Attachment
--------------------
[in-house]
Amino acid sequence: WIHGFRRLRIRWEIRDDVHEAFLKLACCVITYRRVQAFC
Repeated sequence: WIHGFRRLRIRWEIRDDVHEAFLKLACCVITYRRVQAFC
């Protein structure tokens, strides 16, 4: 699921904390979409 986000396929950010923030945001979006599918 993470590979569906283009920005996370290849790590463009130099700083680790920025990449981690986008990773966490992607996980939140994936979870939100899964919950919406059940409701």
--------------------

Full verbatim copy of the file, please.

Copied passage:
[in-house]
Amino acid sequence: WIHGFRRLRIRWEIRDDVHEAFLKLACCVITYRRVQAFC
Repeated sequence: WIHGFRRLRIRWEIRDDVHEAFLKLACCVITYRRVQAFC
């Protein structure tokens, strides 16, 4: 699921904390979409 986000396929950010923030945001979006599918 993470590979569906283009920005996370290849790590463009130099700083680790920025990449981690986008990773966490992607996980939140994936979870939100899964919950919406059940409701």